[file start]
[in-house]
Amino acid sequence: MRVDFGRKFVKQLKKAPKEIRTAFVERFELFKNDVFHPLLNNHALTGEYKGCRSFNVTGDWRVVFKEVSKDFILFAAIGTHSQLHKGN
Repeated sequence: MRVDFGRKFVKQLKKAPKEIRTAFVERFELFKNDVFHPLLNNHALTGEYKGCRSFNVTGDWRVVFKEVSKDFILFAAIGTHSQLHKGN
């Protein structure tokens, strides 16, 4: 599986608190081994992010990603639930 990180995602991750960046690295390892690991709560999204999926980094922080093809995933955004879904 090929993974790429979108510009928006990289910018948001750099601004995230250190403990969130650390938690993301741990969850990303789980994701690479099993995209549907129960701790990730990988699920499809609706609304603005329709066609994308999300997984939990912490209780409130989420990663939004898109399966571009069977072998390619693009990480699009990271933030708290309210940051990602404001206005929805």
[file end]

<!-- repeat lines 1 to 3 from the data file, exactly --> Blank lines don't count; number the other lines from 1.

[in-house]
Amino acid sequence: MRVDFGRKFVKQLKKAPKEIRTAFVERFELFKNDVFHPLLNNHALTGEYKGCRSFNVTGDWRVVFKEVSKDFILFAAIGTHSQLHKGN
Repeated sequence: MRVDFGRKFVKQLKKAPKEIRTAFVERFELFKNDVFHPLLNNHALTGEYKGCRSFNVTGDWRVVFKEVSKDFILFAAIGTHSQLHKGN